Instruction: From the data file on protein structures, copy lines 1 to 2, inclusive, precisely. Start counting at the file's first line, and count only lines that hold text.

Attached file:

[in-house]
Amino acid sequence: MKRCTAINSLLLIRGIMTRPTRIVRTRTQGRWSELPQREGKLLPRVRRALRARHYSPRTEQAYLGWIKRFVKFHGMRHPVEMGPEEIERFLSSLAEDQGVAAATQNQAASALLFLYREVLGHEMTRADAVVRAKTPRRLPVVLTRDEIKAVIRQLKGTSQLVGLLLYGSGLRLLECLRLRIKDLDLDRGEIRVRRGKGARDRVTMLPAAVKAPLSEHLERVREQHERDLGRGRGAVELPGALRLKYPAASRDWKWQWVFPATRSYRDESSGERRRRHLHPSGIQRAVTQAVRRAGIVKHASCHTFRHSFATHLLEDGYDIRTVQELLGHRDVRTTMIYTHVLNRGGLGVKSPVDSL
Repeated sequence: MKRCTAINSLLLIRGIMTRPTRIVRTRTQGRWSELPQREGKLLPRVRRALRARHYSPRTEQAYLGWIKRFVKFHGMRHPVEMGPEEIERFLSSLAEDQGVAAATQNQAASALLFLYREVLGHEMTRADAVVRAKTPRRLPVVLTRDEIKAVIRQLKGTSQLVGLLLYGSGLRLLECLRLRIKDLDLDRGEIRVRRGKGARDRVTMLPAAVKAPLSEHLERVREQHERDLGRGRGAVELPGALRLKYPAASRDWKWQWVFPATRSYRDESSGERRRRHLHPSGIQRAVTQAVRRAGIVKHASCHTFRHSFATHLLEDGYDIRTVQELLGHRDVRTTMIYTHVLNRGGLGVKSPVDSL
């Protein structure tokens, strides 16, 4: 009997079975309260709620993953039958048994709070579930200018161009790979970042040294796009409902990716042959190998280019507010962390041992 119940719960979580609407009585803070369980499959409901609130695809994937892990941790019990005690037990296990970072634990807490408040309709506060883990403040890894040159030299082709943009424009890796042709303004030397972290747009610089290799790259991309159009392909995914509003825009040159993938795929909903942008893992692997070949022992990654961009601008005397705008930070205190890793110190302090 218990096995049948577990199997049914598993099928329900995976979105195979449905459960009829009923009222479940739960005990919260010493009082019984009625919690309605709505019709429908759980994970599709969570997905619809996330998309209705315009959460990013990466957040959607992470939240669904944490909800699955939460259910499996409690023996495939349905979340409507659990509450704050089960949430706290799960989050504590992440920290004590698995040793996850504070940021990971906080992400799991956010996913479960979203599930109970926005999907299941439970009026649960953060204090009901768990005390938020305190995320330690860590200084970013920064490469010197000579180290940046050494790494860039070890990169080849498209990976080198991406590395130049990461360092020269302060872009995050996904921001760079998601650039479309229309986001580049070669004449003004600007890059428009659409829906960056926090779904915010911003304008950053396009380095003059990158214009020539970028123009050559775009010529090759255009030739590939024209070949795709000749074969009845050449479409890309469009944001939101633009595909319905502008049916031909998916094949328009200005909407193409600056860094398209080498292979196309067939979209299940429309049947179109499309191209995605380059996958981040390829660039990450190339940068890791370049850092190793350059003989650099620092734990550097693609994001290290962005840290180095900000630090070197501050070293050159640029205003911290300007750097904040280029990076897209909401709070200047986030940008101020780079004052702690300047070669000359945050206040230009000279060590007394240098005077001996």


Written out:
[in-house]
Amino acid sequence: MKRCTAINSLLLIRGIMTRPTRIVRTRTQGRWSELPQREGKLLPRVRRALRARHYSPRTEQAYLGWIKRFVKFHGMRHPVEMGPEEIERFLSSLAEDQGVAAATQNQAASALLFLYREVLGHEMTRADAVVRAKTPRRLPVVLTRDEIKAVIRQLKGTSQLVGLLLYGSGLRLLECLRLRIKDLDLDRGEIRVRRGKGARDRVTMLPAAVKAPLSEHLERVREQHERDLGRGRGAVELPGALRLKYPAASRDWKWQWVFPATRSYRDESSGERRRRHLHPSGIQRAVTQAVRRAGIVKHASCHTFRHSFATHLLEDGYDIRTVQELLGHRDVRTTMIYTHVLNRGGLGVKSPVDSL